What is Carbon Crediting?

As Australia works towards achieving net zero carbon emissions by 2050, carbon crediting is set to become a major contributor to the success of this endeavour. Carbon crediting revolves around Australian Carbon Credit Units (ACCUs), which are generated by landholders and businesses who carry out various projects across the economy that reduce, store, or avoid emissions. Carbon crediting introduces a new income channel for landowners and regional communities, whilst also being pivotal to Australia’s ability to tackle climate change. Additionally, many of these projects involve the sequestration (storage) of carbon within the soil; a practice which has been shown to reduce emissions and enhance overall agricultural productivity. It is important to note, however, that there are significant technical and scientific costs associated with the establishment of the projects, such as initial soil sampling.

Advance Payment Option

To offset the upfront costs of soil sampling, the Australian government is running a pilot program that makes available an advance payment of $5,000. This is designed to help landowners get through the initial expenditure required to establish the project. The advance payment option is structured as a Carbon Abatement Contract (CAC), with the money provided up front and repaid in the form of ACCUs delivered under the contract. The full value of the payment in ACCUs must be provided within five (5) years of the payment being made. Eligible landowners can choose to receive the advanced payment through fixed delivery or optional delivery CACs.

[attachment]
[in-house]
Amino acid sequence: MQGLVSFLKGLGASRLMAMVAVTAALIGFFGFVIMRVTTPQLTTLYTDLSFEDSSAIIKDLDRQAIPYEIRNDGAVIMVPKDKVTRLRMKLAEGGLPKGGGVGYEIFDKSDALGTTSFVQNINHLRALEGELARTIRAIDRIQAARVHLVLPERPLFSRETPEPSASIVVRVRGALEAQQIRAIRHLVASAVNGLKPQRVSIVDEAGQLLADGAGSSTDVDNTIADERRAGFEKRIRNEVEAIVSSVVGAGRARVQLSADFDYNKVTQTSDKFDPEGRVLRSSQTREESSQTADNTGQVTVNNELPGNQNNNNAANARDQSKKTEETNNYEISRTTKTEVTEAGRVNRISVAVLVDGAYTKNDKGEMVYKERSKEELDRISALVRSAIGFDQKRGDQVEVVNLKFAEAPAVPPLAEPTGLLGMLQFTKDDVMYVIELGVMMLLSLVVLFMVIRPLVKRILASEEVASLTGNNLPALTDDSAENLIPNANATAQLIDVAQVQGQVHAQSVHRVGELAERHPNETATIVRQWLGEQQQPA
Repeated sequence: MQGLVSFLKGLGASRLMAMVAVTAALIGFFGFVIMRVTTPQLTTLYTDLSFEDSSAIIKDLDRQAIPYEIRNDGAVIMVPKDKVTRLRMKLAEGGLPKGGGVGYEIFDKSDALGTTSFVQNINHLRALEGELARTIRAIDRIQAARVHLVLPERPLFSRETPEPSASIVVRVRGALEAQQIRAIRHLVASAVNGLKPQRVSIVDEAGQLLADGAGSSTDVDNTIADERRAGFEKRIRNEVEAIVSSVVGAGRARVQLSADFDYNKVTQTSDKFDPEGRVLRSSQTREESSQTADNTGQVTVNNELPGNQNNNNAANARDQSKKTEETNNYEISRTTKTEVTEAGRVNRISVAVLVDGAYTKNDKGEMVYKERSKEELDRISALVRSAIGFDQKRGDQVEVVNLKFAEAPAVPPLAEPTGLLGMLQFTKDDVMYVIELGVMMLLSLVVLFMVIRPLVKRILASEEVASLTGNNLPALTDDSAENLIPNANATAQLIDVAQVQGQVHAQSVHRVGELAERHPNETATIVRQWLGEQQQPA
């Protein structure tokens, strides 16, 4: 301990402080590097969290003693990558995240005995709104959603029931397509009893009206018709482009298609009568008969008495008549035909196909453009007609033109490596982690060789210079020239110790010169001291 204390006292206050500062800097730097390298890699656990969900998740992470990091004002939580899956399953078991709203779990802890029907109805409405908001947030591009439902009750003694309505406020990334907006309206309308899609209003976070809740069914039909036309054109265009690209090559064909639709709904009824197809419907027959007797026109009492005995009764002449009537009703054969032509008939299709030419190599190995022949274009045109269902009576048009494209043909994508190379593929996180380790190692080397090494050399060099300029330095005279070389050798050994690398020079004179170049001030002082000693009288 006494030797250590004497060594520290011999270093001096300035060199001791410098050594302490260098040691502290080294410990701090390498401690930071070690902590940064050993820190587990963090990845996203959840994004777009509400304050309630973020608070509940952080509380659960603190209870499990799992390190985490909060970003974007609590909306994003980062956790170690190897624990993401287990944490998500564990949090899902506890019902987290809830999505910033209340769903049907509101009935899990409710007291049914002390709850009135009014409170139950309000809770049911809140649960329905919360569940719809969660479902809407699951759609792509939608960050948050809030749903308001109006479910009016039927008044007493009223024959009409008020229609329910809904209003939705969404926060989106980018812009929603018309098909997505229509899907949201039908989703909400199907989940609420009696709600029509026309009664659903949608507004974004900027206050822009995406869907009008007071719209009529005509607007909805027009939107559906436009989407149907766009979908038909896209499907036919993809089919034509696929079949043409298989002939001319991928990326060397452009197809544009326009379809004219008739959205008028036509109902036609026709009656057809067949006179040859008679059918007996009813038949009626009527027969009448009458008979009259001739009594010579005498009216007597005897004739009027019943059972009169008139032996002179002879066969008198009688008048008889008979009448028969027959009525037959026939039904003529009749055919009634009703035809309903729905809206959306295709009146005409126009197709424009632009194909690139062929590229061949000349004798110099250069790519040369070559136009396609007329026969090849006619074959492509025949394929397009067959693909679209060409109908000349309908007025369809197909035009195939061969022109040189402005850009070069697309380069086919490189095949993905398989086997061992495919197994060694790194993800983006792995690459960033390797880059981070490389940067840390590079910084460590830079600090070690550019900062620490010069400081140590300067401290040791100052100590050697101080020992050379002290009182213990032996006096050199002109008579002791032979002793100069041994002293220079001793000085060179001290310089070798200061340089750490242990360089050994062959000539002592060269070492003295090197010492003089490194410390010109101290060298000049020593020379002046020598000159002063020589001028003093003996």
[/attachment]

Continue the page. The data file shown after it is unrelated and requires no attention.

The ERF has constructed a ‘decision tree’ with information on eligibility criterion and also provide an information page here.

Considerations Before Applying for the Grant

The advanced payment aims to reduce barriers to participation in the carbon crediting market by addressing prohibitively high upfront costs for implementing methodologies. However, in some circumstances the cost of soil sampling significantly exceeds the $5,000 value of the grant. Further, the $5,000 is an advance payment, not an independent grant. Hence, landholders do not receive any additional direct payment from the project.

To find out more about the application process or if you are looking to enter into a project and want legal support, please do not hesitate to contact Isabel White isabel@morganenglish.com.au and the Sustainability team at Morgan + English today.

Related News

  • Jul 15, 2024

    Articles

    PPSR and Bloodstock: Are your Agreements Protecting your Interests?

  • Jun 24, 2024

    Articles

    Understanding Key Statements in Business and Finance Contracts